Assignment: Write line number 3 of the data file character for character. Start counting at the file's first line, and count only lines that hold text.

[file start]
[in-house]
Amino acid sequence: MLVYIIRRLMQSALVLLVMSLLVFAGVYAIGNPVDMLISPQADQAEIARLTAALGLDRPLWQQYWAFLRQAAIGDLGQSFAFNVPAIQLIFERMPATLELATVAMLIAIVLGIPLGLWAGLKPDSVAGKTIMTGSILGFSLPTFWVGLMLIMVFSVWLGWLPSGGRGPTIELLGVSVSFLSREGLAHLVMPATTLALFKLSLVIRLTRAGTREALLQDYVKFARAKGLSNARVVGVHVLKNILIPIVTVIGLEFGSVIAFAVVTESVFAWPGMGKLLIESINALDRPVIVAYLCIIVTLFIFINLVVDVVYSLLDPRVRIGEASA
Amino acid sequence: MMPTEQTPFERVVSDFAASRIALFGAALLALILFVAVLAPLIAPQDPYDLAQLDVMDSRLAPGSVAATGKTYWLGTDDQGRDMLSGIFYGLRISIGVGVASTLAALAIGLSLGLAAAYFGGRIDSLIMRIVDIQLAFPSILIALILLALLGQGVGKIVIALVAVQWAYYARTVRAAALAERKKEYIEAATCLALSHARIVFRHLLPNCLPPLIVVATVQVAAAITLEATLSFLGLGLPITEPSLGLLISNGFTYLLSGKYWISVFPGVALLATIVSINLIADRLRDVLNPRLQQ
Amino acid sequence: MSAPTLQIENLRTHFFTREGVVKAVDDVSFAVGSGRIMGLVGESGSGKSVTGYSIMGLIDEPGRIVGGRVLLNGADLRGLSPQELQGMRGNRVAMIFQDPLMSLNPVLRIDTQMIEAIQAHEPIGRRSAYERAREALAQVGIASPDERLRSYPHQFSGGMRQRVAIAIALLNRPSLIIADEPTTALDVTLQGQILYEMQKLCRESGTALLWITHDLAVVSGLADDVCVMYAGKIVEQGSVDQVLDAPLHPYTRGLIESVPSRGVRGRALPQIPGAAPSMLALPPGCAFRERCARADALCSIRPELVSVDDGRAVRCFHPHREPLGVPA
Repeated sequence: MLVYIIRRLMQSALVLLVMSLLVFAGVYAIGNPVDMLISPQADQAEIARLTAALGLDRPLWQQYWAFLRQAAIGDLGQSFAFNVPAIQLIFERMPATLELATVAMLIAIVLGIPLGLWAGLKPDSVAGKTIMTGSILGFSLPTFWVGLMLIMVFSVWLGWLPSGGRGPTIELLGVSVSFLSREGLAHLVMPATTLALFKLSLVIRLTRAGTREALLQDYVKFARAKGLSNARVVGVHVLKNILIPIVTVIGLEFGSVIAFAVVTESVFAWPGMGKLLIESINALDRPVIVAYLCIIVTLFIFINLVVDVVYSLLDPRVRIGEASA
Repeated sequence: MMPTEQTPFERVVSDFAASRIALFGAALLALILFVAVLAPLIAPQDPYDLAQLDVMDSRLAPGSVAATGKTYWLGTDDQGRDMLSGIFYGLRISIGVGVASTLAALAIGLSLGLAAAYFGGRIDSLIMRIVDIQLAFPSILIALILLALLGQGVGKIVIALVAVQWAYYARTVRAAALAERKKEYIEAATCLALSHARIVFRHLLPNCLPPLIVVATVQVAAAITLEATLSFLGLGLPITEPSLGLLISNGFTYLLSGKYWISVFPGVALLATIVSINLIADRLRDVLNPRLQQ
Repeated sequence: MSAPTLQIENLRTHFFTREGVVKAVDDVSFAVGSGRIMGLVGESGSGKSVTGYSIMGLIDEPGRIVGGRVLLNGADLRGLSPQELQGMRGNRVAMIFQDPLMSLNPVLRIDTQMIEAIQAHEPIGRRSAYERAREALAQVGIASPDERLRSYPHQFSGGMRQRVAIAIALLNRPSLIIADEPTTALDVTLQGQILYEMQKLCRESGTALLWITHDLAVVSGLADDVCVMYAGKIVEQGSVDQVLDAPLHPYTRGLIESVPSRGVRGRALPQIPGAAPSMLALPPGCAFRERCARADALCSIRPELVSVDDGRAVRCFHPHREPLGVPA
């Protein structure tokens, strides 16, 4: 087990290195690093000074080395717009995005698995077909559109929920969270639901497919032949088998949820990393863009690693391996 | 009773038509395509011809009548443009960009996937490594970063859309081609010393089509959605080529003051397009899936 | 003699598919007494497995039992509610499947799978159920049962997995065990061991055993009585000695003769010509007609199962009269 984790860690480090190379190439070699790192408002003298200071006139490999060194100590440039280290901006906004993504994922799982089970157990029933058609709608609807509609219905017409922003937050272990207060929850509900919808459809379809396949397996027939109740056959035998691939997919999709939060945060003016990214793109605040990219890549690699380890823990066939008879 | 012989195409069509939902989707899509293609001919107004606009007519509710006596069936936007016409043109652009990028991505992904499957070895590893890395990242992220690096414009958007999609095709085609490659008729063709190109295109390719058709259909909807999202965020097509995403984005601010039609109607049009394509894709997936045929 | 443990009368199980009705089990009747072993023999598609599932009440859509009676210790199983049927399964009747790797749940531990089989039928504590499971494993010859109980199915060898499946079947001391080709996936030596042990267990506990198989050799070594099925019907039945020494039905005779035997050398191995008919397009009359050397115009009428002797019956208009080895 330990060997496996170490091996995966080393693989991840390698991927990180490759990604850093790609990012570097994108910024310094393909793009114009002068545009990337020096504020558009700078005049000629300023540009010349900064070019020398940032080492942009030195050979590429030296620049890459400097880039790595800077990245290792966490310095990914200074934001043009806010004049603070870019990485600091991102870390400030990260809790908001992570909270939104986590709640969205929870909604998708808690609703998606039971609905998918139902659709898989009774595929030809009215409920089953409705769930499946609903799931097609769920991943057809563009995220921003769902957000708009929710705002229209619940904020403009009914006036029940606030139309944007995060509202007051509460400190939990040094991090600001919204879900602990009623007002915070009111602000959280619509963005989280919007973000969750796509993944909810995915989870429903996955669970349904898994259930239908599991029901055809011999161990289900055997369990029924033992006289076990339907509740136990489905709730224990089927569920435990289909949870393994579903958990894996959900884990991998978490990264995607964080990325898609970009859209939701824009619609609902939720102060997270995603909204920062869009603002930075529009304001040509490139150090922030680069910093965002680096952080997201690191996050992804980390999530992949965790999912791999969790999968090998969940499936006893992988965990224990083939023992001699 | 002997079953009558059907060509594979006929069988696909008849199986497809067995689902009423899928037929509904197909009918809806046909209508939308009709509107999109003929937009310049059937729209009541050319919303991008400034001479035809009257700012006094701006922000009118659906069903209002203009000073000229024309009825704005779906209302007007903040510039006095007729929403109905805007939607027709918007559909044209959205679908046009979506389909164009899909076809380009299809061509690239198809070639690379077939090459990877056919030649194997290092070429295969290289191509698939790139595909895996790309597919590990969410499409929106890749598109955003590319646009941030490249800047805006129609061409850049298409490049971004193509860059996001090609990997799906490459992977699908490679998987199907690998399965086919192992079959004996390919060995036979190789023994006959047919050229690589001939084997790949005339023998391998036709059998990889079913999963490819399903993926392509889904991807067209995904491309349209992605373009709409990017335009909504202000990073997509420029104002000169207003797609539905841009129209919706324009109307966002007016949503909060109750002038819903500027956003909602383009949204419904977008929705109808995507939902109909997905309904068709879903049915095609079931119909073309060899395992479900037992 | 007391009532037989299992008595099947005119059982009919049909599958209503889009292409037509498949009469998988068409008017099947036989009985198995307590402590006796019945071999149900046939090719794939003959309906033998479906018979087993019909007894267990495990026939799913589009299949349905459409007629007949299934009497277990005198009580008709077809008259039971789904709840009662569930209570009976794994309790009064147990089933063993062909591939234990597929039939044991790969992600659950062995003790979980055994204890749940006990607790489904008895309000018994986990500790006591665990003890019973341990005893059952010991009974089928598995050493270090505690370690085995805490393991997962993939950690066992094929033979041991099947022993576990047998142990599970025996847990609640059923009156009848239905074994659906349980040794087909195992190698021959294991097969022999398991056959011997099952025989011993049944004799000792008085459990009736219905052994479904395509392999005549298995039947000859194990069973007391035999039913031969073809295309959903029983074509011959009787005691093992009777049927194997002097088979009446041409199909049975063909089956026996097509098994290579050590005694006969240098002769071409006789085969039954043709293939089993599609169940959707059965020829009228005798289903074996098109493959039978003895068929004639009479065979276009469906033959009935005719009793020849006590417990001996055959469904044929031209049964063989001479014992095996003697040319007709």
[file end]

Amino acid sequence: MMPTEQTPFERVVSDFAASRIALFGAALLALILFVAVLAPLIAPQDPYDLAQLDVMDSRLAPGSVAATGKTYWLGTDDQGRDMLSGIFYGLRISIGVGVASTLAALAIGLSLGLAAAYFGGRIDSLIMRIVDIQLAFPSILIALILLALLGQGVGKIVIALVAVQWAYYARTVRAAALAERKKEYIEAATCLALSHARIVFRHLLPNCLPPLIVVATVQVAAAITLEATLSFLGLGLPITEPSLGLLISNGFTYLLSGKYWISVFPGVALLATIVSINLIADRLRDVLNPRLQQ